My research into YouTube identified that archives and other memory institutions create their own evidence of culture by making decisions about what they think are significant as heritage. This practice is based on a history where institutions document events by collecting everything about them (often referred to as special collections), but it has some serious failings that are amplified in a technological era. In the YouTube research I found out that co-creation is not just about making video and uploading it, but is also about making sense of and participating in community decisions and values over time. Consider how people use Twitter and re-tweeting to inspire revolution, as well as socially execute. Gamers whose interest in the game extends beyond playing it modify code to share and play a game of their own devising. There now exists social media that allows people to document and share memories, such as HistoryPin and Collectish, but these has an equally as important role as YouTube and Instagram in capturing and organizing memory.

Essena O’Neill’s recent Instagram revelations and subsequent changes to her account highlights how social media is a space for multiple and changing memories, a documented identity and an evolving narrative. In recent years, there has been a significant research movement in the archival discipline to explore the hidden, marginalized, and absent voices from official records. This work is linked to an already evolving conversation about records, people and power, and how archives have been used to subjugate and make invisible communities of people over the ages. In part, this movement explores the idea that evidence is not within the object, but rather in the stories shared by people and their evolving contexts. Archives and archivists, have a role to play in helping people make sense of these contexts, but traditional role of being selector and custodian of heritage is no longer feasible, nor ethical. Archives and archivists need to be able to facilitate the connections between different ways of experiencing and constructing evidence. This means connecting what is already out there (in archives as well as already online, plus what is on our computers) to help make sense of it over time.

The new kind of digital archive my research hints at enables the creation and management of evidence by providing the technologies and the intellectual framework to allow people, including archivists, to add, manage and link metadata. Metadata is the lifeblood of the archive – it is the description of what happened, who did it, how it was done and why. The archivist is therefore not a selector, nor custodian of cultural heritage, but rather preserves the systems that support wide, diverse and multi-layered understandings of value and evidence. In this distributed, non-custodial archive, anyone can decide to remove something they are responsible for, but the archivist manages the evidence of its contribution to the network of memories – the metadata and the links. The story continues to be told.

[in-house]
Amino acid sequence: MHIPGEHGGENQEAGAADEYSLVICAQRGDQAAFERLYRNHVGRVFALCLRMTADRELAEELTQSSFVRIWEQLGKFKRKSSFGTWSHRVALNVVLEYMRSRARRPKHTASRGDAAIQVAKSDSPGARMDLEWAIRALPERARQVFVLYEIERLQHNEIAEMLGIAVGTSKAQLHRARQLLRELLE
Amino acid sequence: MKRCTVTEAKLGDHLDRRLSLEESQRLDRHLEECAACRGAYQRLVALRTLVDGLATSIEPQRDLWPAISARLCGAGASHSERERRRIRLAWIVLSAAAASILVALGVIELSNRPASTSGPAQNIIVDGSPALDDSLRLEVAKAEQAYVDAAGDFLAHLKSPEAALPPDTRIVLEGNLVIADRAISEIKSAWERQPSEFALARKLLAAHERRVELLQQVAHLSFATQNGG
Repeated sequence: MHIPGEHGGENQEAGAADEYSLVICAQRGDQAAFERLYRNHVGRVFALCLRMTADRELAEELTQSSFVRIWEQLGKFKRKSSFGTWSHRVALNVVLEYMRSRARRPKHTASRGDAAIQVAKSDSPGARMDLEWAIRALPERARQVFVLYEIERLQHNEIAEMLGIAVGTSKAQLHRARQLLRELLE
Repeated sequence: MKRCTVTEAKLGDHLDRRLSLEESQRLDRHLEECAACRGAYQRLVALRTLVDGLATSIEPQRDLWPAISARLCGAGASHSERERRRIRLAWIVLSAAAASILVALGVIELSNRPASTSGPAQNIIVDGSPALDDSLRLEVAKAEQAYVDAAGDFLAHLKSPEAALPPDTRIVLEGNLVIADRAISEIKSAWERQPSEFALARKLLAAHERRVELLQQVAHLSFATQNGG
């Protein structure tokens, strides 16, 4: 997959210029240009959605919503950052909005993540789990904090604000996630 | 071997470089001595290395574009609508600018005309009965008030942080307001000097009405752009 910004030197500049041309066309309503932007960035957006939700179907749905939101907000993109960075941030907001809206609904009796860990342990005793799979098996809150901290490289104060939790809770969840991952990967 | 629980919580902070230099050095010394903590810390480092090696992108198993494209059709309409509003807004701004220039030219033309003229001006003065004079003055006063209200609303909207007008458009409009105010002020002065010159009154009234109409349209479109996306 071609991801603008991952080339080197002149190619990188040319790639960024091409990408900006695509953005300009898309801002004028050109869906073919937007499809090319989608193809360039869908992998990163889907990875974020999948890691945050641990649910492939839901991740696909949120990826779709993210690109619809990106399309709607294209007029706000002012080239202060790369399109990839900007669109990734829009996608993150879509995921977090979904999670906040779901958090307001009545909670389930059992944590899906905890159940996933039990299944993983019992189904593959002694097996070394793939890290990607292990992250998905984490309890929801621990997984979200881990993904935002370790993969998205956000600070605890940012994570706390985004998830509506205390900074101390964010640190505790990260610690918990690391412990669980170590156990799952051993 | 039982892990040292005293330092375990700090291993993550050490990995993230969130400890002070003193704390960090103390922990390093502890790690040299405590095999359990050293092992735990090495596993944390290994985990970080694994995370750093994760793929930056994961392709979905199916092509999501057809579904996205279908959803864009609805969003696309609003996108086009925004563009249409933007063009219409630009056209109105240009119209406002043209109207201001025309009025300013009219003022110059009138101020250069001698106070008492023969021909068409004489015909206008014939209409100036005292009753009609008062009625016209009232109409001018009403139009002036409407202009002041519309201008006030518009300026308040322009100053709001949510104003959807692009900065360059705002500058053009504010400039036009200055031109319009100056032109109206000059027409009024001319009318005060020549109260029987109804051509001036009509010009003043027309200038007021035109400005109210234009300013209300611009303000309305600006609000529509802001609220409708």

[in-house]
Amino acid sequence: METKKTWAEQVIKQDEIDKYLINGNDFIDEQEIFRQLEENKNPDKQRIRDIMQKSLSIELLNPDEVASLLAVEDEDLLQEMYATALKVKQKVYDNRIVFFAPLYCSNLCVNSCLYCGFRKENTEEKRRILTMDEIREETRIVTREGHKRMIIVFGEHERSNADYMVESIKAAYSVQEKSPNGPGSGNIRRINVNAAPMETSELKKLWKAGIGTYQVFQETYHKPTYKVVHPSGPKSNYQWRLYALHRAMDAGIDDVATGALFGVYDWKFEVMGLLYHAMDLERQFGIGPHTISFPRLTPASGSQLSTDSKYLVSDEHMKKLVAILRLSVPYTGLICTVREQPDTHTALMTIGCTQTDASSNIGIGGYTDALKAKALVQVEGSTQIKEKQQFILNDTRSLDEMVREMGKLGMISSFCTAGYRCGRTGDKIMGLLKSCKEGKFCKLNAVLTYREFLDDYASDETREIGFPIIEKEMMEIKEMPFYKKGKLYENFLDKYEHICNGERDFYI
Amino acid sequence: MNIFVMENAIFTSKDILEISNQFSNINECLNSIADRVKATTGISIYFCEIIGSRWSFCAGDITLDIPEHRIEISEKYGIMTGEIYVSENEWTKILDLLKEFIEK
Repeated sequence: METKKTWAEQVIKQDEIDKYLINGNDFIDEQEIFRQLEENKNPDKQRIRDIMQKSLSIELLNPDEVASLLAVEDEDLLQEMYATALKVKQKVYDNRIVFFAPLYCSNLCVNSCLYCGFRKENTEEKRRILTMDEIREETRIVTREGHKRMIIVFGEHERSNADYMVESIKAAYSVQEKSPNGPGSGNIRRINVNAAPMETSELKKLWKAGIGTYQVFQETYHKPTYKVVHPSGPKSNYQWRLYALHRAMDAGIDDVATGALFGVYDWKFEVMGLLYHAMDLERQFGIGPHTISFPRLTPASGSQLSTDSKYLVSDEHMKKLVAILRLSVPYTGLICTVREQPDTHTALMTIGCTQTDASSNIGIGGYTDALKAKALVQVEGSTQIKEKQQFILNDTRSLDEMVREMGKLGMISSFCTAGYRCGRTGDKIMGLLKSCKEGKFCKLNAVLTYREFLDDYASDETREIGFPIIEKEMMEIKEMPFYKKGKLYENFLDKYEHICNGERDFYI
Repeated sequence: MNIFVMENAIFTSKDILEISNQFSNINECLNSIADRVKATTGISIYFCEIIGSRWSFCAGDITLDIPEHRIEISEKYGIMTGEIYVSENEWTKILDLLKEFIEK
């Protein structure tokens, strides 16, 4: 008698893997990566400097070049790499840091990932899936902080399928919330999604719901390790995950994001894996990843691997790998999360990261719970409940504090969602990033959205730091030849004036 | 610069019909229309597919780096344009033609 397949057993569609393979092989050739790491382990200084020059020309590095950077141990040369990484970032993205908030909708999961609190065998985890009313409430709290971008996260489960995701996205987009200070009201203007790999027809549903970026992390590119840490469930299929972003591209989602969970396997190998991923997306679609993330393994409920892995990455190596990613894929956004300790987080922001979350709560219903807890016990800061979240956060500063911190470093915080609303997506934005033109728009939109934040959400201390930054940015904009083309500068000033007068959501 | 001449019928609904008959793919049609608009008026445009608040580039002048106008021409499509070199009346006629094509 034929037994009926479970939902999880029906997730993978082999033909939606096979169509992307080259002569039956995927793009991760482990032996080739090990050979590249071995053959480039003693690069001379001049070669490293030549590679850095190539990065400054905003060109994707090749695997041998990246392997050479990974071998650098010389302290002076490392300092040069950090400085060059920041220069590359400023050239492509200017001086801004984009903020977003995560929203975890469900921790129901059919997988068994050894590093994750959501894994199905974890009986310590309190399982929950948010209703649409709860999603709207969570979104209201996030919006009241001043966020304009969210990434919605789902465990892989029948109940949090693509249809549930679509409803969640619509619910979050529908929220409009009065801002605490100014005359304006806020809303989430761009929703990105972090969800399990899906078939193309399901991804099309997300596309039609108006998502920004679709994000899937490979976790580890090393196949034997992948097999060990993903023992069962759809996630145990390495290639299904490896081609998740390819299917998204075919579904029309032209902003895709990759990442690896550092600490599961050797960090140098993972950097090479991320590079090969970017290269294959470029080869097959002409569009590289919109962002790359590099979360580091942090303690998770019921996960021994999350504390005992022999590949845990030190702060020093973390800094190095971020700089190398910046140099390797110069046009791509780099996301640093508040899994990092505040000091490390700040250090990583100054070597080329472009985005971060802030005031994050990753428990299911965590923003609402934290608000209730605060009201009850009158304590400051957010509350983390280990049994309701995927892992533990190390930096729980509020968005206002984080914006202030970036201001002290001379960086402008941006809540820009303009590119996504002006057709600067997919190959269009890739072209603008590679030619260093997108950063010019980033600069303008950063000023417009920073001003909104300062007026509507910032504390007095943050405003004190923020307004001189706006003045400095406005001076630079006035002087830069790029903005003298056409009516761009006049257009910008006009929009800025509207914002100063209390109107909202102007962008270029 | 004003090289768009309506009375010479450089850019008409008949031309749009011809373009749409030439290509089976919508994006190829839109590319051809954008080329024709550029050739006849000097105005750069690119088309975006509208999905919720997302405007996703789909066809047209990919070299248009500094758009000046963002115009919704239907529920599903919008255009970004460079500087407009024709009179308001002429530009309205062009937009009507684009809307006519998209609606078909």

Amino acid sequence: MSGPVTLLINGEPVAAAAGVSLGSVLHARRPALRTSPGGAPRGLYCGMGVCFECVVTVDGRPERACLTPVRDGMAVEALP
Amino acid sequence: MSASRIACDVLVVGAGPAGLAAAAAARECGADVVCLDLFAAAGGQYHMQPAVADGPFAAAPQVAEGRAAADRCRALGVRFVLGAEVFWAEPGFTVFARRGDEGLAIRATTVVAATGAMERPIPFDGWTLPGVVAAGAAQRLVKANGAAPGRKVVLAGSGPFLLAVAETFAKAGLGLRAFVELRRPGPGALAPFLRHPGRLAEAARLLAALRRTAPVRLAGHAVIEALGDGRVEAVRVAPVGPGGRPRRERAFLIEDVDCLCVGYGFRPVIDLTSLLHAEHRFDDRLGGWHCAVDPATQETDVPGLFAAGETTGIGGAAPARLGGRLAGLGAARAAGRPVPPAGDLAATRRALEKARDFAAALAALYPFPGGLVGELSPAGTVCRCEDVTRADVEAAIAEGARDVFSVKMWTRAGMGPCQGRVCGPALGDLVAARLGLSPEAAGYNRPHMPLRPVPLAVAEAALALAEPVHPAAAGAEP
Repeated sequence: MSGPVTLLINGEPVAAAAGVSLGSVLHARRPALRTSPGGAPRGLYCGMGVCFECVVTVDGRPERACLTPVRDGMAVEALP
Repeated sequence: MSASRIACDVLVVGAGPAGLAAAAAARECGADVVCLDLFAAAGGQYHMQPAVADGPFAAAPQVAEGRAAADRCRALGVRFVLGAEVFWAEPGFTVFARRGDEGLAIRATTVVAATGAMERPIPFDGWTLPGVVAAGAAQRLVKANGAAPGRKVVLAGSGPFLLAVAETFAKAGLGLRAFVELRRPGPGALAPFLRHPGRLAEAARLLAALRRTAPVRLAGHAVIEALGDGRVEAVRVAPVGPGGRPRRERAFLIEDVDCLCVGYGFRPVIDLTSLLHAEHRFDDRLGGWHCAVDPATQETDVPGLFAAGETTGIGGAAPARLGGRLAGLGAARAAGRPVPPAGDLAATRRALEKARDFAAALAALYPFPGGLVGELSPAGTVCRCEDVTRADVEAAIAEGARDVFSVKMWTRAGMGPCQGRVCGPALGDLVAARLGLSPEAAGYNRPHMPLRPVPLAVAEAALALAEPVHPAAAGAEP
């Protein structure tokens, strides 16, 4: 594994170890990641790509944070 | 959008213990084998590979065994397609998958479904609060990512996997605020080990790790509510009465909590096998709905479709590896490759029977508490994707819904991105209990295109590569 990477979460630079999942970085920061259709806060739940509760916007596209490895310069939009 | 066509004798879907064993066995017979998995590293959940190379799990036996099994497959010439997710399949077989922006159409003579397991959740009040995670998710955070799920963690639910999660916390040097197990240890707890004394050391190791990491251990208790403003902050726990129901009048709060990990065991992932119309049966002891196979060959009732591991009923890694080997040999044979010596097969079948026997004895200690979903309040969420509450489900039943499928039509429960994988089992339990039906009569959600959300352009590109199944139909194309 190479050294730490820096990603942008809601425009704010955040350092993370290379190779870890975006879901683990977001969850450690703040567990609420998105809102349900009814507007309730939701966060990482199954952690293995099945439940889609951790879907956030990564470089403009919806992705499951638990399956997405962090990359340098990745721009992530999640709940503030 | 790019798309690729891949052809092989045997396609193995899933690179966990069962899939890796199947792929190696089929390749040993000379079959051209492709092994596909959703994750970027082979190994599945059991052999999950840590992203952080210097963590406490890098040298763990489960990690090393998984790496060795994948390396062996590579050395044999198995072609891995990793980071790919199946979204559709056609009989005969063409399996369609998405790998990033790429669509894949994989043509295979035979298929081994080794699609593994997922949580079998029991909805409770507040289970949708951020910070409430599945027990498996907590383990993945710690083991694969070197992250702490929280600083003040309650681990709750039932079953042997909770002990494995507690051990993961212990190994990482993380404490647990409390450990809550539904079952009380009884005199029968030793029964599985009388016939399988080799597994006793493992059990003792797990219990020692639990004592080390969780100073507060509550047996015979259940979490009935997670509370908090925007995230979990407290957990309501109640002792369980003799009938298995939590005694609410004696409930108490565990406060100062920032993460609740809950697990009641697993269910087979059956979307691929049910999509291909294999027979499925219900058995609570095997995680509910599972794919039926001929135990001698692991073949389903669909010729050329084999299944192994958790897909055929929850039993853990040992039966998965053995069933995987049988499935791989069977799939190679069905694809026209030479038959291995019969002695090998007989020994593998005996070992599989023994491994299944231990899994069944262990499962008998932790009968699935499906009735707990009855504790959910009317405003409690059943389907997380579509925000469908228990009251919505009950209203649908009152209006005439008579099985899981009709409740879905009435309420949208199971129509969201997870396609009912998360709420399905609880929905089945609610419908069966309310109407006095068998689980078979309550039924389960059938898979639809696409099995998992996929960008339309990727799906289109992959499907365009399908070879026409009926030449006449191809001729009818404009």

The ideas presented in this article are specific to what are referred to as special collections, often managed by libraries but called archives. Archives, in the true sense of the word (as understood by archivists), particularly organizational and government archives do include mechanisms to document and manage context over time, but the lessons of this research and the concept of co-creation is equally applicable. In Australia, we have an entity called the National Archives of Australia, but it only manages federal government records, which is only part of what it means to be the nation of Australia. Archival legislation across Australia does not recognize the notion of co-created records and what it might mean in relation to rights in the records – not just in access, but in how they are created, captured and managed over time.

Archivists should be facilitators of remembering and embrace the complexity of evidence by enabling people to tell their own stories so that the multiple truths that exist in our world can be heard. There has been talk of losing memory because archives are not digitizing materials fast enough, but this is not the most critical problem for archivists. What is critical is moving beyond the models of the archive imbued with power, prestige and control. Digitizing the world’s information is a fabulous idea, but how will it be managed brings a heavy responsibility. Being digital means more accessible, and the ability to crunch data and mash content. Is this for everyone? Who makes decisions about descriptions? How will people be able to make sense of evolving contexts? How can all peoples have a right or a say in collective memory? Who controls the archive controls the future.  In our technological world the archive is evolving, diverse and beyond the confines the institution. The role of the archive and the archivist needs to change to face these new challenges.

* My SEO program tells me: The copy scores 41.0 in the Flesch Reading Ease test, which is considered difficult to read. Try to make shorter sentences, using less difficult words to improve readability. Yikes! It must be true!